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Among various important issues the 112th Congress will need to address before adjourning, is the reauthorization of the Public Interest Declassification Board (PIDB), an advisory committee established by Congress in order to promote the fullest possible public access to a thorough, accurate, and reliable documentary record of significant U.S. national security decisions and activities, that is set to sunset at the end of 2012.
The Public Interest Declassification Board (PIDB) is tasked with the responsibility of “transforming classification.” Since its creation in 2004, the PIDB has made several important recommendations and reports to the President—but none since 2009. In 2011, the board publicly posted white papers of its proposals toward transforming classification, receiving input and comment from the declassification community. The Board’s report and recommendations to the President are due this fall.
Prior to leaving for the election recess, Senators Lieberman and Collins introduced S.3564, a bill that makes certain changes to the PIDB’s appointment process and extends its authorization till 2018. A similar extension of the PIDB’s authority is included in the pending 2013 Intelligence Authorization bill. Reauthorizing the PIDB to continue its work through 2018 is just the first step that must be taken for the board to be utilized to the greatest benefit of the public and government. The board’s expertise, presence, and knowledge are essential tools for keeping the administration’s eye on the challenges facing declassification, but in order to truly transform classification, the PIDB’s task should be transformed as well.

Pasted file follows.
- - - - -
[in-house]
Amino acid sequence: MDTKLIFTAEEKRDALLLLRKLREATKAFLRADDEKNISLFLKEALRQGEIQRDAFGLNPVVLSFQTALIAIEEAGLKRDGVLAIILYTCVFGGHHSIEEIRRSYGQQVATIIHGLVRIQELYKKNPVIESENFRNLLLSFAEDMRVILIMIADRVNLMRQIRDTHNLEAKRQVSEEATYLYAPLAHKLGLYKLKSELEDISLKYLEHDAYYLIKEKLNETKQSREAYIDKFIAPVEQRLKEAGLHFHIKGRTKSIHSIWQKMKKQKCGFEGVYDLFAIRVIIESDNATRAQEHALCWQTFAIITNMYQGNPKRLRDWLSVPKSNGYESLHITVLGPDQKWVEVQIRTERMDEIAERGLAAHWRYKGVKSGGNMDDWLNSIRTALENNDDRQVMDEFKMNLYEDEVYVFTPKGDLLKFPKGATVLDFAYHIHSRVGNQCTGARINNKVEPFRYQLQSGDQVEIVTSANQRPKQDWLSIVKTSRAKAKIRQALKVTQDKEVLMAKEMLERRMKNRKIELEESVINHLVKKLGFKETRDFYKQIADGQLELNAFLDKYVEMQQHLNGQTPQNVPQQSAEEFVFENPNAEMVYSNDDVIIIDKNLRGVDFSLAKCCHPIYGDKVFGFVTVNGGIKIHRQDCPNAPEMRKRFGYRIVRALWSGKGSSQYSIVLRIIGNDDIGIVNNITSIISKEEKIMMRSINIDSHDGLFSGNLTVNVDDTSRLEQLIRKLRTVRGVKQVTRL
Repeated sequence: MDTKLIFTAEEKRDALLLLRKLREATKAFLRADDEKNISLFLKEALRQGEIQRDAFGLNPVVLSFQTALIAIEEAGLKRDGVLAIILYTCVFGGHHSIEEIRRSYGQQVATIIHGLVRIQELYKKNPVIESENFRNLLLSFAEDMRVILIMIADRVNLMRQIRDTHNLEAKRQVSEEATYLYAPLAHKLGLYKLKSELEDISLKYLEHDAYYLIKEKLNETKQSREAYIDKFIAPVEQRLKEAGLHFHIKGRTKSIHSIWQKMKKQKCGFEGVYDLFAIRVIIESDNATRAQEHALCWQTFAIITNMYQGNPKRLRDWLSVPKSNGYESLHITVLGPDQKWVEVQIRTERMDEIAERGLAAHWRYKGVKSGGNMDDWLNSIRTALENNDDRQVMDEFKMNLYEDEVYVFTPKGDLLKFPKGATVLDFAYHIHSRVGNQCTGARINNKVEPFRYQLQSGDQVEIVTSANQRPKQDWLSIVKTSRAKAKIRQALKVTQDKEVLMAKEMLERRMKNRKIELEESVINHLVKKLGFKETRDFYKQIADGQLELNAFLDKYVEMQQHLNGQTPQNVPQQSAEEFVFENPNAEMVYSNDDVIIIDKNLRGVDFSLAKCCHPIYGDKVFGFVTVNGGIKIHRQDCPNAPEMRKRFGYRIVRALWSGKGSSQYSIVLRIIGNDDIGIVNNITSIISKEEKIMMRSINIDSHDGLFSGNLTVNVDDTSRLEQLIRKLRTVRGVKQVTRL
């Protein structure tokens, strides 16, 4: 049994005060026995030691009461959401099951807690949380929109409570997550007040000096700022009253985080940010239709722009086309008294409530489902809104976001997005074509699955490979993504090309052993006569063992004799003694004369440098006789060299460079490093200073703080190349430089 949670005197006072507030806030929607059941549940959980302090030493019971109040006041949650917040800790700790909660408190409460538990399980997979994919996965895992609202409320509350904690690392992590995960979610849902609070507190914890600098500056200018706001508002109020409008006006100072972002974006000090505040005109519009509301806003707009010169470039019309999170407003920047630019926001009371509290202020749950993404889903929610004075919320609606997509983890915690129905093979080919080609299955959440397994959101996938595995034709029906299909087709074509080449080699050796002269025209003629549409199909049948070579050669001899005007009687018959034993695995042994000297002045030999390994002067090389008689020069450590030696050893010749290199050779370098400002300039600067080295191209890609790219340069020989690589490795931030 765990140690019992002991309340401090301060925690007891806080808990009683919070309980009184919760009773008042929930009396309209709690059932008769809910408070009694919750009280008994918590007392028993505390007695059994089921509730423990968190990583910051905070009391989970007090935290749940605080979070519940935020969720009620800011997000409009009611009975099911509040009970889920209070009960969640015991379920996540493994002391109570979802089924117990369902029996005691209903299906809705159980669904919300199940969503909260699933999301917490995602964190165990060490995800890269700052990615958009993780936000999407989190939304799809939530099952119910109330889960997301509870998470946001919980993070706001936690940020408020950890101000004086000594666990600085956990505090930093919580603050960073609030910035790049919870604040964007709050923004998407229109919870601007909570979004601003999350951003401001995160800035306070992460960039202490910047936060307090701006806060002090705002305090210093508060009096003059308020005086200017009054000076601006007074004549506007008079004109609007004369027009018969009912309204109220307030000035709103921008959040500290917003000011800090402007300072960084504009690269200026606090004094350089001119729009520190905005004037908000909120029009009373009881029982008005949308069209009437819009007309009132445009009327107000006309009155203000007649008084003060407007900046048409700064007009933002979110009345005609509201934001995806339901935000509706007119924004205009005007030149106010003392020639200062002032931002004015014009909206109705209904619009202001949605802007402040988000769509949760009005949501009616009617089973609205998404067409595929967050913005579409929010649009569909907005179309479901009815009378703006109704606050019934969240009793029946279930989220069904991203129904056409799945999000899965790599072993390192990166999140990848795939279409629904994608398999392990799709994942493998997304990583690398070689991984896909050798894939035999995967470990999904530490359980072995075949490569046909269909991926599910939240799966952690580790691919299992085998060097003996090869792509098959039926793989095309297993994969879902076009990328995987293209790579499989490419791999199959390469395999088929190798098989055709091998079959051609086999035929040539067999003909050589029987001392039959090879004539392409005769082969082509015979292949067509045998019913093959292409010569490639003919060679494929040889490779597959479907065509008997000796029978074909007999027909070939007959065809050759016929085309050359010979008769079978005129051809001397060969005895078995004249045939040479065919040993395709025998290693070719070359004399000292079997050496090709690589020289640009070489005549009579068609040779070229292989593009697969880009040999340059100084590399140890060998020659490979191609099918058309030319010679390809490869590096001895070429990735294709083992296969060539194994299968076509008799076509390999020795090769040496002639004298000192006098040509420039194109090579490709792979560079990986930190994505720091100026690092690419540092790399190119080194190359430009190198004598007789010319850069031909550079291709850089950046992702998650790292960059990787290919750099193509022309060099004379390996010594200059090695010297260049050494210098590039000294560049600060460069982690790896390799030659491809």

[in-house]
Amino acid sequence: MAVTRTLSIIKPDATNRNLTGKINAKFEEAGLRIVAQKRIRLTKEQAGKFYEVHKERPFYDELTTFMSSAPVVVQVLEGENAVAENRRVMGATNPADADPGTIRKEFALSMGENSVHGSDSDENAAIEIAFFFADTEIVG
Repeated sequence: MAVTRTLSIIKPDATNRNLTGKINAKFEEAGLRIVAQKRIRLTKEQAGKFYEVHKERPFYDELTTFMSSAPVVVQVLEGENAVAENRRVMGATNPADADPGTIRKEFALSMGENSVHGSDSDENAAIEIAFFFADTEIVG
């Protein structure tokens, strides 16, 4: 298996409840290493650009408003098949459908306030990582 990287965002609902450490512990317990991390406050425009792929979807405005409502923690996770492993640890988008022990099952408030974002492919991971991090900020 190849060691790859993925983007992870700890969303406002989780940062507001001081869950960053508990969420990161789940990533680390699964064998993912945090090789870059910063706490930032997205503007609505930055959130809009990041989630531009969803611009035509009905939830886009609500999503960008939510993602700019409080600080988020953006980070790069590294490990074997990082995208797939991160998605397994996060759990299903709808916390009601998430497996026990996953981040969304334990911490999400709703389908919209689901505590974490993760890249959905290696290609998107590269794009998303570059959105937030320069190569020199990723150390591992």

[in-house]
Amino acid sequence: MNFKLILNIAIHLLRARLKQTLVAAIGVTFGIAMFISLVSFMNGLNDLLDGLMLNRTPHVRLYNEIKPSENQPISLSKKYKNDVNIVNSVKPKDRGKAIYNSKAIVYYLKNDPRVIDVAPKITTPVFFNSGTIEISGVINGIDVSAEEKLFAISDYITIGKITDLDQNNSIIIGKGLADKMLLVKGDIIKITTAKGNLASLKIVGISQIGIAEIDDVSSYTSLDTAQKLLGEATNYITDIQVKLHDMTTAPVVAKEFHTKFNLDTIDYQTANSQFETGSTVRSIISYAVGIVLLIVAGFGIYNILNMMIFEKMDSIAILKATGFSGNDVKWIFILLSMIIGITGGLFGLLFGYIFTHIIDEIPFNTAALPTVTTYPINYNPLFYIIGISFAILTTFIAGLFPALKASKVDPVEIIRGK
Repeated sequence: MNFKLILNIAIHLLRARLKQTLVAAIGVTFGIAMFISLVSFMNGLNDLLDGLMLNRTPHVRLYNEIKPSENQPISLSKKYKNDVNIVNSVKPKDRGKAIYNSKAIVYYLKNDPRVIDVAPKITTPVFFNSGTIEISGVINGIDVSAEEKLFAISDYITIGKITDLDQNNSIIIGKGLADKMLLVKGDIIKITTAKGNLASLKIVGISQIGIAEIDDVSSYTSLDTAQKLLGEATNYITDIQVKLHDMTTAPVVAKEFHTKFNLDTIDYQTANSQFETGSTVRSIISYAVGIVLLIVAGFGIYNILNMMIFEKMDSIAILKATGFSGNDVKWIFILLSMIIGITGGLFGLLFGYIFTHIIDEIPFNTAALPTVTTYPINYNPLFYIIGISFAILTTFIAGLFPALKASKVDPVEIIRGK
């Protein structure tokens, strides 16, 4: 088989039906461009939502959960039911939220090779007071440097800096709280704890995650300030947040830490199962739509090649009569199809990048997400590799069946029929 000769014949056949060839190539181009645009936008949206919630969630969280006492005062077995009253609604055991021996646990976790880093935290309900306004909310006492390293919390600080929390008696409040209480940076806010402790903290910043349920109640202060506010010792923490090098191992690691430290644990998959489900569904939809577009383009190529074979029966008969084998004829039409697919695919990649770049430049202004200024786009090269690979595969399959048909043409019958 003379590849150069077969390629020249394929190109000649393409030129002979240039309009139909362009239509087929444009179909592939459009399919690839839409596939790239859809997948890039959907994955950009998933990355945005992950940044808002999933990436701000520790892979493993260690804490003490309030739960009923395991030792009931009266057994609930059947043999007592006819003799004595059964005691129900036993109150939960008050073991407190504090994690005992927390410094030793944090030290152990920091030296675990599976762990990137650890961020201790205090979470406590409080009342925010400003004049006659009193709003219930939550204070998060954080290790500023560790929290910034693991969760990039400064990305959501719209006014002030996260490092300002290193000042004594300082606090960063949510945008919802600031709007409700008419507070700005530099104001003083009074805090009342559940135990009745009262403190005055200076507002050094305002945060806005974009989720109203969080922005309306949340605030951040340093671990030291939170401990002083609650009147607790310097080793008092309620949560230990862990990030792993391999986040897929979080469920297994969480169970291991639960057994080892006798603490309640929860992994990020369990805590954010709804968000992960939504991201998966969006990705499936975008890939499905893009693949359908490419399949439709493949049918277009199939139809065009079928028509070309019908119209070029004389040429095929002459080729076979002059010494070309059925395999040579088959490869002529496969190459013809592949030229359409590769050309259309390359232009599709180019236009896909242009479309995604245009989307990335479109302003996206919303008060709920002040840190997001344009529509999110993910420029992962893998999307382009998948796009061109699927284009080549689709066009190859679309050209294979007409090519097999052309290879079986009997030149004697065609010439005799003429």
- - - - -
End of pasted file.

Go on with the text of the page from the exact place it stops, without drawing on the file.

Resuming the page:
The PIDB’s expertise and connection the public makes it uniquely qualified to help steer the declassification process instead of standing as an informed observer. It does not, however, have its own independent declassification authority, which would allow it to tackle the toughest classification issues. It should additionally be tasked to outline specific, practical steps for Congress and the executive branch to take to reduce the scope and duration of classification while increasing the simplicity and integrity of the classification system. The government should draw on the PIDB’s scholarship, recommendations, and experience to transform classification in a concrete, practical way.